Did you know...
The ERA is the most proposed amendment in U.S. History.
In 1940, the Republican Party became the first major political party to include the ERA in their election platform. Today 94% of Americans support equal rights: 97% of Democrats; 90% of Republicans; and 92% of Independents. In fact, 80% of Americans think the Constitution already guarantees them. It does not.*
The only right women have in the U.S. Constitution is the right to vote.
Women do not have “equal justice under law,” and the ERA was written to correct that omission. Our court system currently holds sex discrimination to a lesser standard of judicial review, which negatively affects the result of a fair judgement. The ERA would raise that standard so that sex would be at par with race, religion and nation of origin when seeking judicial relief.
We have laws that protect from discrimination.
Yes we do. But laws are limited, and only pertain to certain types of employment or education. They are not comprehensive and differ from state to state. And laws are subject to interpretation and revocation by whichever legislative body, court or administration is currently in power. Laws are fragile. A gain in one circumstance can easily be lost in another.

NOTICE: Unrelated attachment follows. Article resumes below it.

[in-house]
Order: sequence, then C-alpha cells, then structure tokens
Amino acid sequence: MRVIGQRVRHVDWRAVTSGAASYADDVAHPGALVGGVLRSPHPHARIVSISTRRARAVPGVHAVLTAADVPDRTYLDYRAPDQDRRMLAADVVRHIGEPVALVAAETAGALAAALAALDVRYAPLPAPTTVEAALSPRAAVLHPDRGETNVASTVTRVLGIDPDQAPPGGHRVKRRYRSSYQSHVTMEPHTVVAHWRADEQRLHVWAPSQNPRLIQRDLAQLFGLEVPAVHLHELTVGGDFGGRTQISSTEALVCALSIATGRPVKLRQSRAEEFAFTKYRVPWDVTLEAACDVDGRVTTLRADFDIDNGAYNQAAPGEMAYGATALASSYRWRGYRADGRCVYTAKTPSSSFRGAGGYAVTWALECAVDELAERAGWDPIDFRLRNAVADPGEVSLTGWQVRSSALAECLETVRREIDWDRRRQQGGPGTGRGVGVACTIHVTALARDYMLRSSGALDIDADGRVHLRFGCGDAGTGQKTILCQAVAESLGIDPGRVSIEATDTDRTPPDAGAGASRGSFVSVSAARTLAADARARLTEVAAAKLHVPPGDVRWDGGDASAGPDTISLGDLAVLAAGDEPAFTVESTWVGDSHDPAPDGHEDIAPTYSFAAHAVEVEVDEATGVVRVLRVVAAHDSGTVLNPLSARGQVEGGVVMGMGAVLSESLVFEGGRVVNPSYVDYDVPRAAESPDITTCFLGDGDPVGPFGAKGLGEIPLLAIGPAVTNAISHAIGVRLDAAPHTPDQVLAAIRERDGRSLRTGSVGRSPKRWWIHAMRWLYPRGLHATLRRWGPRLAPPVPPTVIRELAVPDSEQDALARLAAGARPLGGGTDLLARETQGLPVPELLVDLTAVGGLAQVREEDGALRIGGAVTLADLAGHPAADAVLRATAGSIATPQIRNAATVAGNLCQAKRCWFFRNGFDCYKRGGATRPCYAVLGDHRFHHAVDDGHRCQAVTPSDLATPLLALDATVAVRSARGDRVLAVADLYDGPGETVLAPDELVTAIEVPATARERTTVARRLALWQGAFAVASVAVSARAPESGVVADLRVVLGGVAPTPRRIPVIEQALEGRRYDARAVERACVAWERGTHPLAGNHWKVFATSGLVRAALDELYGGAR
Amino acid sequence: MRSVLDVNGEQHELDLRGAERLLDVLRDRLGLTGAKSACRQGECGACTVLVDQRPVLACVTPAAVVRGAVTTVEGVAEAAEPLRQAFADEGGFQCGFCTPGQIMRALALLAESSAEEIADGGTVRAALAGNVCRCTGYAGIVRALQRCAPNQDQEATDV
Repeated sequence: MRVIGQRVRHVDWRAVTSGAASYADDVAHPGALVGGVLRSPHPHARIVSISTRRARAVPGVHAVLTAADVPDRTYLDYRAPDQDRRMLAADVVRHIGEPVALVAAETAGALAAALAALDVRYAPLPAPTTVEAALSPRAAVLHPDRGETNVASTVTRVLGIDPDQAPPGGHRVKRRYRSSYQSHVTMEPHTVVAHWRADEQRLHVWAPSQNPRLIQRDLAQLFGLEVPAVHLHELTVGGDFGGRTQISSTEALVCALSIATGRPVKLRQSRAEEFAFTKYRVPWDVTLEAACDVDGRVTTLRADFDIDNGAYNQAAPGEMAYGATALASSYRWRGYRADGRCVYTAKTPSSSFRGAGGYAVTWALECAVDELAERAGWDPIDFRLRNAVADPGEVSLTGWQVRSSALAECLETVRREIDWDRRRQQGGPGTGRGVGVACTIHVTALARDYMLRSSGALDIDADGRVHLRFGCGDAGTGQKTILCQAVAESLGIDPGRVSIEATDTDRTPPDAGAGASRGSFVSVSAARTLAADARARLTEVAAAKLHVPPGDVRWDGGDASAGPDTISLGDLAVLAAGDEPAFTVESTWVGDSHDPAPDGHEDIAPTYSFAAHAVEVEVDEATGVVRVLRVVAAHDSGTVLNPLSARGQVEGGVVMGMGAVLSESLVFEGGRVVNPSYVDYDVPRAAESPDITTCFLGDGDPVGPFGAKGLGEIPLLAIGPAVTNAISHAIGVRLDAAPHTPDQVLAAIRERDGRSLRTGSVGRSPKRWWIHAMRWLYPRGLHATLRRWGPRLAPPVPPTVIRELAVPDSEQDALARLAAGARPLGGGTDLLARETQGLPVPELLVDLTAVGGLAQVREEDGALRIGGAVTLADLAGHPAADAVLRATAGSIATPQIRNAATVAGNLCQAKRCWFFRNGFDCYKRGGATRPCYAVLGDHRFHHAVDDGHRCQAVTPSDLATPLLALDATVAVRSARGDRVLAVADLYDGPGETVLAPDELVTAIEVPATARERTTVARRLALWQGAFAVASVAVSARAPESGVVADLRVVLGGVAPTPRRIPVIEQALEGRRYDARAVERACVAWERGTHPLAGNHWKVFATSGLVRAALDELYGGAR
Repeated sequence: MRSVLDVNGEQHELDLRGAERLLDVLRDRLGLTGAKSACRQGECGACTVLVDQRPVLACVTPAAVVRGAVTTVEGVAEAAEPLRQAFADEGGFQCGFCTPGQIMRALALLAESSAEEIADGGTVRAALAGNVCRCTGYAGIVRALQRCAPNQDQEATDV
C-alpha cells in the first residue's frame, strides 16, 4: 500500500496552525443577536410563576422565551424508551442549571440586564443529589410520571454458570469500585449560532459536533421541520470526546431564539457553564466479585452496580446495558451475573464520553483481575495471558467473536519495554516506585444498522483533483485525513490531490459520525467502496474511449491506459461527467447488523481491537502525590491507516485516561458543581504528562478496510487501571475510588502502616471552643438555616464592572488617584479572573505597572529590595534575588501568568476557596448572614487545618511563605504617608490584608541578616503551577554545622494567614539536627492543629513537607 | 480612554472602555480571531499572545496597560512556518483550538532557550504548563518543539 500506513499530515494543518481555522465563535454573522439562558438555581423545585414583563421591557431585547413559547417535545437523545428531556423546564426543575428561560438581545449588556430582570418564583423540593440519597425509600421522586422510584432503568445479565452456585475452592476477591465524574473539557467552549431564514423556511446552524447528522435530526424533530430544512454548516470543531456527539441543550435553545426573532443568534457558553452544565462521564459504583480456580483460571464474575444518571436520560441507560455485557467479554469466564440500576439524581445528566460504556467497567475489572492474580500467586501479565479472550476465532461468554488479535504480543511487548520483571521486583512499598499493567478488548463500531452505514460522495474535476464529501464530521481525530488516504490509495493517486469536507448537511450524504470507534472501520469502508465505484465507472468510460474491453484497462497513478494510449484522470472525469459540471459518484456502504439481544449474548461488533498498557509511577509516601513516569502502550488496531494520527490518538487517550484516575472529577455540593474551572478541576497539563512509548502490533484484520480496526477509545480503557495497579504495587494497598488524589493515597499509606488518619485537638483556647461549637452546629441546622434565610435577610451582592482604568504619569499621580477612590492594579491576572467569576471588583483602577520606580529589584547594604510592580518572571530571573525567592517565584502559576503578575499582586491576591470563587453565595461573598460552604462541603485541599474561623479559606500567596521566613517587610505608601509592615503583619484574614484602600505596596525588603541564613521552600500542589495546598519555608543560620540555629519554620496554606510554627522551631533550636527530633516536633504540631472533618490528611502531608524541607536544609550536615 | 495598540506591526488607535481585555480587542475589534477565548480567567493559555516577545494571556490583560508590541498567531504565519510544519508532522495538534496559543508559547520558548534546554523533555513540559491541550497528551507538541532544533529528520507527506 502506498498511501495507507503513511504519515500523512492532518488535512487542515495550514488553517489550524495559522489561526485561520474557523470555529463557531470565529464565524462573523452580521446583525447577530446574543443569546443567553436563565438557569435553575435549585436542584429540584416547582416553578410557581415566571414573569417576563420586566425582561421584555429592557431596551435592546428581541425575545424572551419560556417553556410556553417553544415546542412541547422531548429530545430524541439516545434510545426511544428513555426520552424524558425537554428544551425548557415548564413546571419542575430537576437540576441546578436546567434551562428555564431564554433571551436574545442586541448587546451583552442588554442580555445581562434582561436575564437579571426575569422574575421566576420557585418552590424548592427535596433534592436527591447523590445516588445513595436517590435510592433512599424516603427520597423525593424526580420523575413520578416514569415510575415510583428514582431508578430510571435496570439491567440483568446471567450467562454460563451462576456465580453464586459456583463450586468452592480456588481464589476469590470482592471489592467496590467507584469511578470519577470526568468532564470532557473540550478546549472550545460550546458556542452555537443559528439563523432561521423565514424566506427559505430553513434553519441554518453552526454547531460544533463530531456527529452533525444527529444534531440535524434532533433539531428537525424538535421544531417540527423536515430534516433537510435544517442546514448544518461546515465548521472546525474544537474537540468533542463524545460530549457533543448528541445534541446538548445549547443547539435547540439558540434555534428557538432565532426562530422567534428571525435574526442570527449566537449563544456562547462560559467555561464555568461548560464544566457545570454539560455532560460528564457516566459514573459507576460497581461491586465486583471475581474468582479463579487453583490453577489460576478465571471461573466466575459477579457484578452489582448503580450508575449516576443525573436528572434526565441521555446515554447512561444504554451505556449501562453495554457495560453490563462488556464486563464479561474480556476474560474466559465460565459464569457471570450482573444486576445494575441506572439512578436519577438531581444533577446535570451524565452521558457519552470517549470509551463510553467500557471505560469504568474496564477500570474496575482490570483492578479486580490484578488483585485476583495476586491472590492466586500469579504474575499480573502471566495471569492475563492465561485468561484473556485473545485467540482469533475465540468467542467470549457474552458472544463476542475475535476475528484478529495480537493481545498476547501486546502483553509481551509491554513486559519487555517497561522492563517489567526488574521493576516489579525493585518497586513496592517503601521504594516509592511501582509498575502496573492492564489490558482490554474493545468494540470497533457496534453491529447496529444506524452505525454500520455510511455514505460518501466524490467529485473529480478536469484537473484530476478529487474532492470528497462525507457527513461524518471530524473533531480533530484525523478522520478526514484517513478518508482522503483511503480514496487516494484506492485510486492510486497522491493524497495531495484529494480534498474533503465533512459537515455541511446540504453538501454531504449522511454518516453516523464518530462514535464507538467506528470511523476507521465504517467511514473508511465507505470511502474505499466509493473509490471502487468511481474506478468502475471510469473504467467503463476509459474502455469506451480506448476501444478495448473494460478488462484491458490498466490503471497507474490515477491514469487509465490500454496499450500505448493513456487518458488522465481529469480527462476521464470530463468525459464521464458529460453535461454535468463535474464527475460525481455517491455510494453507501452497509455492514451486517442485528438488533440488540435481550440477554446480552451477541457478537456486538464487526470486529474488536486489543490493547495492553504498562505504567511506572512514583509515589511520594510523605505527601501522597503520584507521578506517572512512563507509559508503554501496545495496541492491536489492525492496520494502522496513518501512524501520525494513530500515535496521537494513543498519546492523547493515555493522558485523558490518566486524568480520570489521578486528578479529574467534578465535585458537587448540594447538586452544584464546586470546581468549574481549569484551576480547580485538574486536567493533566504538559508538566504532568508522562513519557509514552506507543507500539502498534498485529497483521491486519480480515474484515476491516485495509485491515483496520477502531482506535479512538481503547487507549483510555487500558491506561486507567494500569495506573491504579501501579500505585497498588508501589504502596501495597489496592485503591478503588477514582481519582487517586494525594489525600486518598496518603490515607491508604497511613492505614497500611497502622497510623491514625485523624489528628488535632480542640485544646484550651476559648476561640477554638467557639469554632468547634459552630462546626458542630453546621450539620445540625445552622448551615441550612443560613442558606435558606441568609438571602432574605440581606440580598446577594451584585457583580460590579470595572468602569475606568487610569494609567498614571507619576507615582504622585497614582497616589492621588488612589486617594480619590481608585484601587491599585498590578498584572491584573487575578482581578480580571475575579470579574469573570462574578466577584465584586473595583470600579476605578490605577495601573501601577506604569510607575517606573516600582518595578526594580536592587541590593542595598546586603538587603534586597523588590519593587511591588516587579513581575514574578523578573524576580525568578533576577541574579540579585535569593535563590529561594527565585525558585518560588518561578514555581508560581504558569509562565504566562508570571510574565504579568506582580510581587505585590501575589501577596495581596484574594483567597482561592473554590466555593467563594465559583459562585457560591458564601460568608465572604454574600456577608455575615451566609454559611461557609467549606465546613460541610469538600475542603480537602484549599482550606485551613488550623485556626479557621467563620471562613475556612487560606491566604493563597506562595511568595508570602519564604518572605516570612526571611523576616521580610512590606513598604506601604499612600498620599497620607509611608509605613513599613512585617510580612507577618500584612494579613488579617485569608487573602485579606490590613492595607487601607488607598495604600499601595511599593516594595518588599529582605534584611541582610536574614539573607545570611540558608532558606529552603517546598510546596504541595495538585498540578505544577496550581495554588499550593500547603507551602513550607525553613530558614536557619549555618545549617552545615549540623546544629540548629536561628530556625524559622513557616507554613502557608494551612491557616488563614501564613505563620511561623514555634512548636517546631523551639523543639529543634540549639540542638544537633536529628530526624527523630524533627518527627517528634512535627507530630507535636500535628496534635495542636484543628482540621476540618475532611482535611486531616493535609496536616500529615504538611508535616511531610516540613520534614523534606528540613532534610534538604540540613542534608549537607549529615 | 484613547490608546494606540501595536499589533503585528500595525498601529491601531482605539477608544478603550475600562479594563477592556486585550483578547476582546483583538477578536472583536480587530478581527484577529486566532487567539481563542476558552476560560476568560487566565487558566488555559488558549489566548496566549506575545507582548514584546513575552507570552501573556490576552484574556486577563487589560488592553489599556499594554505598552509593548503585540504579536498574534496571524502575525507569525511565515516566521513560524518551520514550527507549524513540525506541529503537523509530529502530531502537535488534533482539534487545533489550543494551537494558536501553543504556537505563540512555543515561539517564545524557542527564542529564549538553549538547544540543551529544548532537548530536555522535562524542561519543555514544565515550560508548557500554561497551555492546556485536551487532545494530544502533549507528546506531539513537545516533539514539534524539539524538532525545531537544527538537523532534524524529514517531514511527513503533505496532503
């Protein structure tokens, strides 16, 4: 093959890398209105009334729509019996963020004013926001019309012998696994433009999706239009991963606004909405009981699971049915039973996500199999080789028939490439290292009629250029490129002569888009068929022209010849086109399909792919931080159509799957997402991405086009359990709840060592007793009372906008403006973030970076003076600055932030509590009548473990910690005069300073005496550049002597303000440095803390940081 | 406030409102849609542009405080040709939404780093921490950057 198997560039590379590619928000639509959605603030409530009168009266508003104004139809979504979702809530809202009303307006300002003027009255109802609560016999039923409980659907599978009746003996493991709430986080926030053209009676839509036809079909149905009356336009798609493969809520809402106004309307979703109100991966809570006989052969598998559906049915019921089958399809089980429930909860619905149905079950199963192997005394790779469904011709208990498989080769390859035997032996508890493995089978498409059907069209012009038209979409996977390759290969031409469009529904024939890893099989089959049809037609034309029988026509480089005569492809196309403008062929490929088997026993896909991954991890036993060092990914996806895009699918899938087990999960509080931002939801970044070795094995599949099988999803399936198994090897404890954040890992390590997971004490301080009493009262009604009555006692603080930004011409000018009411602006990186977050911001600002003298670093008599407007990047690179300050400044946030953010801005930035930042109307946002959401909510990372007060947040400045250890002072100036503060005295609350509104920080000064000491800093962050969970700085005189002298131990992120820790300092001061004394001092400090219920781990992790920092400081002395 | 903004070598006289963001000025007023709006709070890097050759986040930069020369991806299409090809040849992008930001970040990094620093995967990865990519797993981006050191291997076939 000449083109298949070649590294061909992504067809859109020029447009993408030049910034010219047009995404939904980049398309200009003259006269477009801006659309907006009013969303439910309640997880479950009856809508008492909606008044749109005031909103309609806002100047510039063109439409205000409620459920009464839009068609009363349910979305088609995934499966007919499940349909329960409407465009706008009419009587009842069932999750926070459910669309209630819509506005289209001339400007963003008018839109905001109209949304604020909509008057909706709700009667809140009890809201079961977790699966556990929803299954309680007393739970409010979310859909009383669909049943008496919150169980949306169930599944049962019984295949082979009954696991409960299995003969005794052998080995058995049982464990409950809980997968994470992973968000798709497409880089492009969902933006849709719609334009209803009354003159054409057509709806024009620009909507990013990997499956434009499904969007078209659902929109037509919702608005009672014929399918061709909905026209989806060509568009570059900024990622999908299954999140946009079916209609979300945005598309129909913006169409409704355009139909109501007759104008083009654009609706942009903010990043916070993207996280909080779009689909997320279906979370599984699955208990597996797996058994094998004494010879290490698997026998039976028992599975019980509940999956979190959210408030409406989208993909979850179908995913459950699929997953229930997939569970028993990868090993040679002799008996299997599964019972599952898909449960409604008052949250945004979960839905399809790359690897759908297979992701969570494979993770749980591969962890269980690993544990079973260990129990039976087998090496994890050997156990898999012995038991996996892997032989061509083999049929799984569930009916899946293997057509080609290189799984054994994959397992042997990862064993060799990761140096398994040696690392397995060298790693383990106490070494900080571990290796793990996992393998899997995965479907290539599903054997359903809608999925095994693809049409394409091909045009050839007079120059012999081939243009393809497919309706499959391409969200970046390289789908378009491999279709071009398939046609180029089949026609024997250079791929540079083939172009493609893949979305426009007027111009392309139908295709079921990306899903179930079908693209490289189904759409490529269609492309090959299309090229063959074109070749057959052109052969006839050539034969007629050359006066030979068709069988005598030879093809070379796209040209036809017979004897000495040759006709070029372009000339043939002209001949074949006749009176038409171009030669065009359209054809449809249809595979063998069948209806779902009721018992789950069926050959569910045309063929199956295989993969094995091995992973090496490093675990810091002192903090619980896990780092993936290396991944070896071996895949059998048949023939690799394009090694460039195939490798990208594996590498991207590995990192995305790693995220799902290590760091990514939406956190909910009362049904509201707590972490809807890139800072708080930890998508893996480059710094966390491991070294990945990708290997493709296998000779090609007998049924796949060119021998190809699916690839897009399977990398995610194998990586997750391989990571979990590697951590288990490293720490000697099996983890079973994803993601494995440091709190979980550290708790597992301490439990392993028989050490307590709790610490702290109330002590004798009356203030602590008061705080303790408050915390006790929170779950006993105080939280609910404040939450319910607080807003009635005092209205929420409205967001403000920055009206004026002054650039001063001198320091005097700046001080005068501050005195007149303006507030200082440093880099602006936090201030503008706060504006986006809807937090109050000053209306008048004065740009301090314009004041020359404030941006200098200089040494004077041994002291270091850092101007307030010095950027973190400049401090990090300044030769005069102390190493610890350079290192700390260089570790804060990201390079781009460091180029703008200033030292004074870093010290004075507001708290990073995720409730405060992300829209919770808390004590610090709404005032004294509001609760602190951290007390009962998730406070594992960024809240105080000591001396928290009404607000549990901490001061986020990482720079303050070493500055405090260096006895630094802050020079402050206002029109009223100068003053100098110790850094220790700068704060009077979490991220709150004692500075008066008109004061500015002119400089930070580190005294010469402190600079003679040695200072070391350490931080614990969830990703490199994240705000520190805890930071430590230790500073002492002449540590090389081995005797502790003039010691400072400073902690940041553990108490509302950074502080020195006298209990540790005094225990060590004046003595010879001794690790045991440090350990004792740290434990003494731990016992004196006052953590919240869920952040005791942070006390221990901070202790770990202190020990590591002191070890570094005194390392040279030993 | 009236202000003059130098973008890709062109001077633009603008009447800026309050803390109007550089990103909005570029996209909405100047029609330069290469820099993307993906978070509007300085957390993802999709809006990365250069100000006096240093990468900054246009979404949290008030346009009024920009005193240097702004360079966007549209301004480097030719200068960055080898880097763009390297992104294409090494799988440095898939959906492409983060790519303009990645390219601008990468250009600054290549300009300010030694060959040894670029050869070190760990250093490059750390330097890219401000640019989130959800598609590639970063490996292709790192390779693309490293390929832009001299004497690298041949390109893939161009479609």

The 14th Amendment does not protect women.
The 13th, 14th and 15th Amendments were ratified in the late 1860's to bring a sense of closure to the Civil War. They were needed to not only define the status of the former slaves, but also the soldiers who fought for the Confederacy.
- The 13th Amendment freed the former slaves.
- The 14th Amendment made "male" African Americans "citizens," and
- The 15th Amendment gave those male citizens the right to vote.
Respected voices have said the Constitution does not protect against sex discrimination.
One of the most revered jurists of our time, Justice Antonin Scalia, left no doubt as to whether women have constitutional protection. When asked specifically if the courts had erred in applying the 14th Amendment's 'equal protection clause' to cases of sex discrimination, he replied:
"Yes, sorry to tell you that. Certainly the Constitution does not require discrimination on the basis of sex.
The only issue is whether it prohibits it. It doesn't." California Lawyer Interview, 1/4/2001**
Amending the Constitution is the only way to assure the same fundamental and universal rights for all Americans, regardless of sex.
* ERA Coalition Polling Statistics
** youtube clip of Antonin Scalia. Quote begins at 16.10 minutes